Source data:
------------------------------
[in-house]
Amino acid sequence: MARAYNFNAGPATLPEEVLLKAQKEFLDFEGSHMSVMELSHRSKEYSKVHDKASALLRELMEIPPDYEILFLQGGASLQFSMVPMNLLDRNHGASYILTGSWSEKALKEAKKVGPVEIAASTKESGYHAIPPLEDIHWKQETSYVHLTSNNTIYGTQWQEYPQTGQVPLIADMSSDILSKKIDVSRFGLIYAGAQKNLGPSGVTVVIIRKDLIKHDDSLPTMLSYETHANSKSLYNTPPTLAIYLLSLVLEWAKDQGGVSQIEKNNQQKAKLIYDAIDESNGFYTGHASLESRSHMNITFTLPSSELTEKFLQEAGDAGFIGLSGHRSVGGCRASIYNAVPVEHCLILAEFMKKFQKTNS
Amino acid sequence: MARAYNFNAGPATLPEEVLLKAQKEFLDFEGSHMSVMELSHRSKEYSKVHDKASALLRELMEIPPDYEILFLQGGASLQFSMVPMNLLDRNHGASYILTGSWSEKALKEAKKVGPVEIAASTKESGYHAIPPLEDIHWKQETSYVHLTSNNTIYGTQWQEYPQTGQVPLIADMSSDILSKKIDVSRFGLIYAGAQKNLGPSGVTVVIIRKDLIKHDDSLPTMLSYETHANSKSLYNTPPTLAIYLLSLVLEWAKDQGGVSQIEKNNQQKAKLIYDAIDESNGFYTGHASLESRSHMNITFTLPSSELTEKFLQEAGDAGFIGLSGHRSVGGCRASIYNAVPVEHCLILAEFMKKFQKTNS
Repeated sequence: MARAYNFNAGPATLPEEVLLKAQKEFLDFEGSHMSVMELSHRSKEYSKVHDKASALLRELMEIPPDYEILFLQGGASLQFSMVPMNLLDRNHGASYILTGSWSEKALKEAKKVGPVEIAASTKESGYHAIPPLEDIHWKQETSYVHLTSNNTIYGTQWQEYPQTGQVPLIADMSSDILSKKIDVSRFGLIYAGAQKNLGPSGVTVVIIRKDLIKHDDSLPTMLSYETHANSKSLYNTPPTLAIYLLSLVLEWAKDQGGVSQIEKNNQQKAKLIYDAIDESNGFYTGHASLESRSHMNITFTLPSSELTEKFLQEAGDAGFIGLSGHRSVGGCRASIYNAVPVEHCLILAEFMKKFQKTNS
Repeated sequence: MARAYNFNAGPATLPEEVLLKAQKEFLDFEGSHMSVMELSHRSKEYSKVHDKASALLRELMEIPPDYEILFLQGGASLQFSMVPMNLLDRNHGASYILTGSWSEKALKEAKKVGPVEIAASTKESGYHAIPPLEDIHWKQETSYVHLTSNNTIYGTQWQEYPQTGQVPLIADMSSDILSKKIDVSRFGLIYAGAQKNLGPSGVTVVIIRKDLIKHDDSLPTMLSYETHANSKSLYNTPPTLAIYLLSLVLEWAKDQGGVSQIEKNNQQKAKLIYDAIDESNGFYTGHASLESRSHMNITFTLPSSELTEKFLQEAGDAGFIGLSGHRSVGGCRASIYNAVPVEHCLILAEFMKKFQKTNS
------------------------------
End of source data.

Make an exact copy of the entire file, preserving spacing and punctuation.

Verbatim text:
[in-house]
Amino acid sequence: MARAYNFNAGPATLPEEVLLKAQKEFLDFEGSHMSVMELSHRSKEYSKVHDKASALLRELMEIPPDYEILFLQGGASLQFSMVPMNLLDRNHGASYILTGSWSEKALKEAKKVGPVEIAASTKESGYHAIPPLEDIHWKQETSYVHLTSNNTIYGTQWQEYPQTGQVPLIADMSSDILSKKIDVSRFGLIYAGAQKNLGPSGVTVVIIRKDLIKHDDSLPTMLSYETHANSKSLYNTPPTLAIYLLSLVLEWAKDQGGVSQIEKNNQQKAKLIYDAIDESNGFYTGHASLESRSHMNITFTLPSSELTEKFLQEAGDAGFIGLSGHRSVGGCRASIYNAVPVEHCLILAEFMKKFQKTNS
Amino acid sequence: MARAYNFNAGPATLPEEVLLKAQKEFLDFEGSHMSVMELSHRSKEYSKVHDKASALLRELMEIPPDYEILFLQGGASLQFSMVPMNLLDRNHGASYILTGSWSEKALKEAKKVGPVEIAASTKESGYHAIPPLEDIHWKQETSYVHLTSNNTIYGTQWQEYPQTGQVPLIADMSSDILSKKIDVSRFGLIYAGAQKNLGPSGVTVVIIRKDLIKHDDSLPTMLSYETHANSKSLYNTPPTLAIYLLSLVLEWAKDQGGVSQIEKNNQQKAKLIYDAIDESNGFYTGHASLESRSHMNITFTLPSSELTEKFLQEAGDAGFIGLSGHRSVGGCRASIYNAVPVEHCLILAEFMKKFQKTNS
Repeated sequence: MARAYNFNAGPATLPEEVLLKAQKEFLDFEGSHMSVMELSHRSKEYSKVHDKASALLRELMEIPPDYEILFLQGGASLQFSMVPMNLLDRNHGASYILTGSWSEKALKEAKKVGPVEIAASTKESGYHAIPPLEDIHWKQETSYVHLTSNNTIYGTQWQEYPQTGQVPLIADMSSDILSKKIDVSRFGLIYAGAQKNLGPSGVTVVIIRKDLIKHDDSLPTMLSYETHANSKSLYNTPPTLAIYLLSLVLEWAKDQGGVSQIEKNNQQKAKLIYDAIDESNGFYTGHASLESRSHMNITFTLPSSELTEKFLQEAGDAGFIGLSGHRSVGGCRASIYNAVPVEHCLILAEFMKKFQKTNS
Repeated sequence: MARAYNFNAGPATLPEEVLLKAQKEFLDFEGSHMSVMELSHRSKEYSKVHDKASALLRELMEIPPDYEILFLQGGASLQFSMVPMNLLDRNHGASYILTGSWSEKALKEAKKVGPVEIAASTKESGYHAIPPLEDIHWKQETSYVHLTSNNTIYGTQWQEYPQTGQVPLIADMSSDILSKKIDVSRFGLIYAGAQKNLGPSGVTVVIIRKDLIKHDDSLPTMLSYETHANSKSLYNTPPTLAIYLLSLVLEWAKDQGGVSQIEKNNQQKAKLIYDAIDESNGFYTGHASLESRSHMNITFTLPSSELTEKFLQEAGDAGFIGLSGHRSVGGCRASIYNAVPVEHCLILAEFMKKFQKTNS